How You’re Contributing to Global Warming by Buying Clothes (& how to fix it)

It’s finally payday and you’ve been dying to get your hands on those new Balenciaga sock sneakers. Except there’s a bit of a problem. They are way out of your budget. So you do a little online research and eventually find a similar pair at Zara for $50. Major score, right?? Not so fast.

Even though you may be in love with those sneakers for a few months, maybe even a year, the trend will eventually pass and those sock sneakers will probably either find a home in the back of your closet or they’ll be thrown in the garbage.

pollution river

By now, we all know (or at least I hope we all know) that global warming is a major problem that we are contributors to. And with fast fashion decreasing the amount of time needed to produce clothes and increasing the amount of clothing waste, it’s not difficult to see why fashion is “one of the most polluting industries, producing 1.2 billion tonnes of CO2 equivalent (CO2e) per year,” according to

Why does fashion produce so much more Carbon than other production industries?

In order to produce clothes at such a rapid and cost-effective rate, manufacturers use synthetic fibers instead of natural fibers. The production of these fibers emits more carbon that that of natural fibers. According to Style That’s Sustainable: A New Fast-Fashion Formulaa single polyester t-shirt has around 2.6 times the CO2e emission of the same shirt made from cotton.

Okay, so you know that fast fashion and synthetic materials are bad for the environment. But, what are we supposed to do about it? Do we have to give up shopping for good? Or is there a way to still be on trend while reducing our (fashionable) carbon footprint?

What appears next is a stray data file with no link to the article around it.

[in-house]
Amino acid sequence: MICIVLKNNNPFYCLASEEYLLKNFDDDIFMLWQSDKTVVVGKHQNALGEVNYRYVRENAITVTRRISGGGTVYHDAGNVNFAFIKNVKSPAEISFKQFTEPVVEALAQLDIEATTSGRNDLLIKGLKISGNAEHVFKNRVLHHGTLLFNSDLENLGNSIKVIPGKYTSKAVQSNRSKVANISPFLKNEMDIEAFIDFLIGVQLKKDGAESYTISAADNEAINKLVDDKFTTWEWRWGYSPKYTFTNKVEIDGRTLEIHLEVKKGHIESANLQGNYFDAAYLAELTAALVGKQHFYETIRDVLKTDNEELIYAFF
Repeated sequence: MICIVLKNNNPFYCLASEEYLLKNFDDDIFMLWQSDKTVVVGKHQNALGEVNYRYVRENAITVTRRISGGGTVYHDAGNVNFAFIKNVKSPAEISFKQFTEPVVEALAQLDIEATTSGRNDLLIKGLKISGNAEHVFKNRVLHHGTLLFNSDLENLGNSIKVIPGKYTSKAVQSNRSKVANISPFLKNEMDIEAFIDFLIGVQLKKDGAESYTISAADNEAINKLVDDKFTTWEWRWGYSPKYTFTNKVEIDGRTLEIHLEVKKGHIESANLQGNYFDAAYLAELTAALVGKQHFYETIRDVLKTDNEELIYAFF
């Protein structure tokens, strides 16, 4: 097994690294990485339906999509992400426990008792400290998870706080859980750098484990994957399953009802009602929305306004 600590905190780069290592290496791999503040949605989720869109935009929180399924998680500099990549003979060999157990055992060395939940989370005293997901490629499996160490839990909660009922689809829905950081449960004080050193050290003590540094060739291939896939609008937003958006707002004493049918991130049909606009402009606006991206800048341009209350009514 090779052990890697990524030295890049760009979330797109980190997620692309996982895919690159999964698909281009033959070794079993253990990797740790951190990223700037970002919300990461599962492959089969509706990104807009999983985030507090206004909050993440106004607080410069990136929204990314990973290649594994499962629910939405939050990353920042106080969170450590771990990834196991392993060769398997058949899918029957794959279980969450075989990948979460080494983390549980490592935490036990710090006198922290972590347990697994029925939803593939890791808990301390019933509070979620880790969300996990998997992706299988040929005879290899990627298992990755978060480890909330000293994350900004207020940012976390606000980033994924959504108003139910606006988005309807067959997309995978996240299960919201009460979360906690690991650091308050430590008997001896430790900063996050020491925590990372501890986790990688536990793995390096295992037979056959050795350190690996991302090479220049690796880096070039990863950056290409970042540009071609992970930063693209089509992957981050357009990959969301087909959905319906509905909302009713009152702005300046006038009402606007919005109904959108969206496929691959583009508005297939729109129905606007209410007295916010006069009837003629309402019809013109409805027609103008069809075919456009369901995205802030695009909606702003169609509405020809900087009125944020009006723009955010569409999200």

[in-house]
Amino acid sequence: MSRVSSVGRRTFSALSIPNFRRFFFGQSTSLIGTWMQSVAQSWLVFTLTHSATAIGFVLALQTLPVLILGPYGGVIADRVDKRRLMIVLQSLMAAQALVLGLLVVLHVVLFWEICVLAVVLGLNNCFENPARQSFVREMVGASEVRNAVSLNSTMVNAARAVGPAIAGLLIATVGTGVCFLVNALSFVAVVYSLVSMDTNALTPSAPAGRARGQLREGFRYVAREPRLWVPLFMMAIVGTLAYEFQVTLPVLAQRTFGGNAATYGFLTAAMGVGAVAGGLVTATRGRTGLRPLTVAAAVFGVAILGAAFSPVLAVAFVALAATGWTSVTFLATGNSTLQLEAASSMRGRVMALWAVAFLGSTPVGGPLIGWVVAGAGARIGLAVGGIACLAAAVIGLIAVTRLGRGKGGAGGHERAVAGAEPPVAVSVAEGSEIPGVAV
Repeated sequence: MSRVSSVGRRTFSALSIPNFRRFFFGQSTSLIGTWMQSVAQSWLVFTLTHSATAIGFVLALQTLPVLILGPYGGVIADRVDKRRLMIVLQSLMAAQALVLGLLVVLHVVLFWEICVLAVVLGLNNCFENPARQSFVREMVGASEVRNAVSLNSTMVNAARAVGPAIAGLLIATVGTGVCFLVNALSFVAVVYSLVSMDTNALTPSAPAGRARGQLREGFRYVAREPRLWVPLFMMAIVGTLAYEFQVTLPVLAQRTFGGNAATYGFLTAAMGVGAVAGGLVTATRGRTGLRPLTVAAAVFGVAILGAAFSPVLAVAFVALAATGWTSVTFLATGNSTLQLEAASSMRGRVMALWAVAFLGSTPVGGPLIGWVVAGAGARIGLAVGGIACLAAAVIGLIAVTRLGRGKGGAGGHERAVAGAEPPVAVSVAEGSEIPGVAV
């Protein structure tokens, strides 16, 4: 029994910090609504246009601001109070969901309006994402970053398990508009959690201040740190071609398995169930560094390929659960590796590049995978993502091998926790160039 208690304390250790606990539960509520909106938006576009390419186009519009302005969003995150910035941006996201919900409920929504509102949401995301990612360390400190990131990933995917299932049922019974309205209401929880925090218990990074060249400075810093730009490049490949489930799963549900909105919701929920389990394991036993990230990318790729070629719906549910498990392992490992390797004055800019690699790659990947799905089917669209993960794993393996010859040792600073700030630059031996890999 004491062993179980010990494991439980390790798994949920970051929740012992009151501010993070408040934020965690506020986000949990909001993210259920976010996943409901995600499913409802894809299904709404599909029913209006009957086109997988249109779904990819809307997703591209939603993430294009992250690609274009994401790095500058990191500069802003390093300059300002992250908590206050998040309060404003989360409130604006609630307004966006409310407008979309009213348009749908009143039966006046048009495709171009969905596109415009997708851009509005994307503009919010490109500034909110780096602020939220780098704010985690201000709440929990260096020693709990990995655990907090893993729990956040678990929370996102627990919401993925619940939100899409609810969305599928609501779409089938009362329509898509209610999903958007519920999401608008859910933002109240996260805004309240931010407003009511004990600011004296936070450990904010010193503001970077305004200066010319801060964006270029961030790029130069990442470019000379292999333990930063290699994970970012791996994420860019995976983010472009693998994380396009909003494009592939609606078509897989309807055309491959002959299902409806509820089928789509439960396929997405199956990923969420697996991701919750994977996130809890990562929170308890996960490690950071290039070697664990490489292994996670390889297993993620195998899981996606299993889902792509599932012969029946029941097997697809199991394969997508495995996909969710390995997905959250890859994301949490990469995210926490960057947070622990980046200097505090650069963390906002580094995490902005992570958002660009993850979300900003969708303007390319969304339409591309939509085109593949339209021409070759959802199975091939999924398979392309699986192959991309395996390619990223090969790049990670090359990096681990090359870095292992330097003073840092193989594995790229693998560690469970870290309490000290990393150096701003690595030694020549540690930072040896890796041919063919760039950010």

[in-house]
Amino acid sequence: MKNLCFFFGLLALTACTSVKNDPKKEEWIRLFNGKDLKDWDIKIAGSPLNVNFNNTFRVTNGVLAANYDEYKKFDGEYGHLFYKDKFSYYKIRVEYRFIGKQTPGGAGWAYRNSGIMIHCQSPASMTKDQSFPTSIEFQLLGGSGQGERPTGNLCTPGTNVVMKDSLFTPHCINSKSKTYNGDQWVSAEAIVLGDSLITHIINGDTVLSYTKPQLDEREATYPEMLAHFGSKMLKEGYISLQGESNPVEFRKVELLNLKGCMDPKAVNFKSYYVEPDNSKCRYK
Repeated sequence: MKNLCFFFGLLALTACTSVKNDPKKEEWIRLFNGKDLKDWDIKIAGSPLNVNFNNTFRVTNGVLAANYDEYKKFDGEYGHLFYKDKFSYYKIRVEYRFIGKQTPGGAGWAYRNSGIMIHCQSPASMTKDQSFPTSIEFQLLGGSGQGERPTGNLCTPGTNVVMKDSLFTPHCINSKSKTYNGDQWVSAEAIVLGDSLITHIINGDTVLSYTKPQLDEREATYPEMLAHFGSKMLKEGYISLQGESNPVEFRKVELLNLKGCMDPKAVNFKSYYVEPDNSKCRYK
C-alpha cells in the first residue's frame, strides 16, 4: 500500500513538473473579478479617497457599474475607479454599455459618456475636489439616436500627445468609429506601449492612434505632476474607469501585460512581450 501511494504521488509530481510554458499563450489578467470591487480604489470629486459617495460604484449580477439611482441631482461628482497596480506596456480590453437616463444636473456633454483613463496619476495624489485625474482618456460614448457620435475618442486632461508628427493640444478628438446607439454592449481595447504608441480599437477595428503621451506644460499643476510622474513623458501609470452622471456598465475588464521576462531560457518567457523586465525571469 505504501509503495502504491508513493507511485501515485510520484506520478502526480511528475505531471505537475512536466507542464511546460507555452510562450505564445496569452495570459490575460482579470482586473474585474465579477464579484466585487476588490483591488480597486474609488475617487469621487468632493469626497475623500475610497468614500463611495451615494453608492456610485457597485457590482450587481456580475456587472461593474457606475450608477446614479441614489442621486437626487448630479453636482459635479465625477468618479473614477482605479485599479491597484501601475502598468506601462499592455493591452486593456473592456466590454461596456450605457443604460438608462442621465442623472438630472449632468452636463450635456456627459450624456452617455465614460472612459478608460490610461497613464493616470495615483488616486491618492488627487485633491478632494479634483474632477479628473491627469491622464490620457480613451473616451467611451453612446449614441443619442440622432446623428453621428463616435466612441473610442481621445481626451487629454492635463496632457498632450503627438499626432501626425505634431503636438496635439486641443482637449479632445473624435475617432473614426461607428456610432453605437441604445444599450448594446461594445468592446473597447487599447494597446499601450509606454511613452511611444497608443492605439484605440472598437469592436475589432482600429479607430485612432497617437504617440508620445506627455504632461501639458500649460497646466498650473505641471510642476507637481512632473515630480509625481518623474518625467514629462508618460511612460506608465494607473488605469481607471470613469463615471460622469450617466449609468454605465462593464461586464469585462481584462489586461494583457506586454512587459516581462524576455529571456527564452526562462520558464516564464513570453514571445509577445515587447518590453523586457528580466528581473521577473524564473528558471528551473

There are a few ways to still get your shopping fix in without causing as much damage to the planet.

1.Buy less

This is the easiest way to reduce your waste and contribution to global warming! Trendy items sold at stores like Forever 21 and H&M tend to be either thrown out within a few years or fall apart due to the lack in quality. To remedy this, buy less cheap trendy pieces and more quality staple items that you will wear over and over and will last you a long time.

2.Donate clothes

If you have clothes that you don’t wear anymore or aren’t as trendy as they once were, donate them! You can either sell them to a secondhand store like Buffalo Exchange or Plato’s Closet or just donate them to Goodwill or an organization like Dress for Success.

3.Shop ethically

If you just can’t give up the thrill of buying new clothes,(trust me, I get it) there are a lot of great ethical and eco-friendly clothing stores out there that can serve as alternatives to your typical fast fashion stores. Although they are a little pricier and require more effort to find, they’ll last you much longer. Some of my favorites are Reformation, Everlane, Raven + Lily, and ABLE. You can also always go thrifting for a more cost efficient way of finding unique clothes.

Even though changing your shopping habits isn’t going to single-handedly stop global warming, it is one of the many ways to help reduce the impact we have on it. And each step we take towards reducing our negative impact on the Earth is a positive one.

ethical shopping



Millennial Chanel

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